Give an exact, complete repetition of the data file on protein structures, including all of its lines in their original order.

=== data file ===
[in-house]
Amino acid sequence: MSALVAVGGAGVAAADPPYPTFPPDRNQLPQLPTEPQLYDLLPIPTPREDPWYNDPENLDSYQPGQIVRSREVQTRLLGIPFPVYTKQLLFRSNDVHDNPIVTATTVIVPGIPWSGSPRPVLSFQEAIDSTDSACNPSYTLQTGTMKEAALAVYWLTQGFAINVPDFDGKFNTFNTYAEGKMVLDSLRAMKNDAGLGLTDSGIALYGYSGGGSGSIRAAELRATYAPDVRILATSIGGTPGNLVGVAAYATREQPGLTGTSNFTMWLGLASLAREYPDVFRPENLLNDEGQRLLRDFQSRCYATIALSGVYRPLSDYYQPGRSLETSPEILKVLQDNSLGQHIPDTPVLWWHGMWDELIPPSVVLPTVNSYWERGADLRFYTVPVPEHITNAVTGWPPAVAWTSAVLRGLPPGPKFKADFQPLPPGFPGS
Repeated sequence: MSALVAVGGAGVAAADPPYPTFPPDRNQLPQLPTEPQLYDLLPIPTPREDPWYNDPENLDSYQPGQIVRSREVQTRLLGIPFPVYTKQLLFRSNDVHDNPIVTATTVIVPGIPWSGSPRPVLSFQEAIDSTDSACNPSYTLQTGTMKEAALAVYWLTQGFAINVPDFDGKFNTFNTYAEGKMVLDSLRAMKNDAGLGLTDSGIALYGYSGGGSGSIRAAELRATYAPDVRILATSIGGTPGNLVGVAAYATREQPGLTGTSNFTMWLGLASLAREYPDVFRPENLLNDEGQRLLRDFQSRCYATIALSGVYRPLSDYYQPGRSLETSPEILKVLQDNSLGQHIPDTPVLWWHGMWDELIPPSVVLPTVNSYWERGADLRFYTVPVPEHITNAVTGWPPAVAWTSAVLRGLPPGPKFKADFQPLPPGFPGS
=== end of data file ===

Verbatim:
[in-house]
Amino acid sequence: MSALVAVGGAGVAAADPPYPTFPPDRNQLPQLPTEPQLYDLLPIPTPREDPWYNDPENLDSYQPGQIVRSREVQTRLLGIPFPVYTKQLLFRSNDVHDNPIVTATTVIVPGIPWSGSPRPVLSFQEAIDSTDSACNPSYTLQTGTMKEAALAVYWLTQGFAINVPDFDGKFNTFNTYAEGKMVLDSLRAMKNDAGLGLTDSGIALYGYSGGGSGSIRAAELRATYAPDVRILATSIGGTPGNLVGVAAYATREQPGLTGTSNFTMWLGLASLAREYPDVFRPENLLNDEGQRLLRDFQSRCYATIALSGVYRPLSDYYQPGRSLETSPEILKVLQDNSLGQHIPDTPVLWWHGMWDELIPPSVVLPTVNSYWERGADLRFYTVPVPEHITNAVTGWPPAVAWTSAVLRGLPPGPKFKADFQPLPPGFPGS
Repeated sequence: MSALVAVGGAGVAAADPPYPTFPPDRNQLPQLPTEPQLYDLLPIPTPREDPWYNDPENLDSYQPGQIVRSREVQTRLLGIPFPVYTKQLLFRSNDVHDNPIVTATTVIVPGIPWSGSPRPVLSFQEAIDSTDSACNPSYTLQTGTMKEAALAVYWLTQGFAINVPDFDGKFNTFNTYAEGKMVLDSLRAMKNDAGLGLTDSGIALYGYSGGGSGSIRAAELRATYAPDVRILATSIGGTPGNLVGVAAYATREQPGLTGTSNFTMWLGLASLAREYPDVFRPENLLNDEGQRLLRDFQSRCYATIALSGVYRPLSDYYQPGRSLETSPEILKVLQDNSLGQHIPDTPVLWWHGMWDELIPPSVVLPTVNSYWERGADLRFYTVPVPEHITNAVTGWPPAVAWTSAVLRGLPPGPKFKADFQPLPPGFPGS